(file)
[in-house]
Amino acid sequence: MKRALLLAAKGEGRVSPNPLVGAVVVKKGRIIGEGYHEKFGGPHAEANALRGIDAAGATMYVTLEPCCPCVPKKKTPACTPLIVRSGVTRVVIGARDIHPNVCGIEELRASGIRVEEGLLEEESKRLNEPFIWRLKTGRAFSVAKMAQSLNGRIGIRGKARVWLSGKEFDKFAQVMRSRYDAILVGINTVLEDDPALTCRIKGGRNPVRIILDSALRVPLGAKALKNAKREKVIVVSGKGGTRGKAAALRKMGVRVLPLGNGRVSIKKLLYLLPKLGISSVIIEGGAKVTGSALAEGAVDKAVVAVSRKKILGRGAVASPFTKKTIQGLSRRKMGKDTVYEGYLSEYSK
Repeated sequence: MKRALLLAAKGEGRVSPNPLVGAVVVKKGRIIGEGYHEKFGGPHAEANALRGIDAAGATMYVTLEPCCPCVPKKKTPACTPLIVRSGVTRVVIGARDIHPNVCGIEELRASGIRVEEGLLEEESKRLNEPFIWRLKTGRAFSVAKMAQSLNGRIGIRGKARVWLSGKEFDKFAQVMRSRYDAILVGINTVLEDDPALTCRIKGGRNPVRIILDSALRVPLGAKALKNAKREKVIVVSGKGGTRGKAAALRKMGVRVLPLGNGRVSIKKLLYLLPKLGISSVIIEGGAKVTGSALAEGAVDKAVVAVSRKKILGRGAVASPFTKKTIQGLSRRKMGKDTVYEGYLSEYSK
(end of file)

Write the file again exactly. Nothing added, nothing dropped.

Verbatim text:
[in-house]
Amino acid sequence: MKRALLLAAKGEGRVSPNPLVGAVVVKKGRIIGEGYHEKFGGPHAEANALRGIDAAGATMYVTLEPCCPCVPKKKTPACTPLIVRSGVTRVVIGARDIHPNVCGIEELRASGIRVEEGLLEEESKRLNEPFIWRLKTGRAFSVAKMAQSLNGRIGIRGKARVWLSGKEFDKFAQVMRSRYDAILVGINTVLEDDPALTCRIKGGRNPVRIILDSALRVPLGAKALKNAKREKVIVVSGKGGTRGKAAALRKMGVRVLPLGNGRVSIKKLLYLLPKLGISSVIIEGGAKVTGSALAEGAVDKAVVAVSRKKILGRGAVASPFTKKTIQGLSRRKMGKDTVYEGYLSEYSK
Repeated sequence: MKRALLLAAKGEGRVSPNPLVGAVVVKKGRIIGEGYHEKFGGPHAEANALRGIDAAGATMYVTLEPCCPCVPKKKTPACTPLIVRSGVTRVVIGARDIHPNVCGIEELRASGIRVEEGLLEEESKRLNEPFIWRLKTGRAFSVAKMAQSLNGRIGIRGKARVWLSGKEFDKFAQVMRSRYDAILVGINTVLEDDPALTCRIKGGRNPVRIILDSALRVPLGAKALKNAKREKVIVVSGKGGTRGKAAALRKMGVRVLPLGNGRVSIKKLLYLLPKLGISSVIIEGGAKVTGSALAEGAVDKAVVAVSRKKILGRGAVASPFTKKTIQGLSRRKMGKDTVYEGYLSEYSK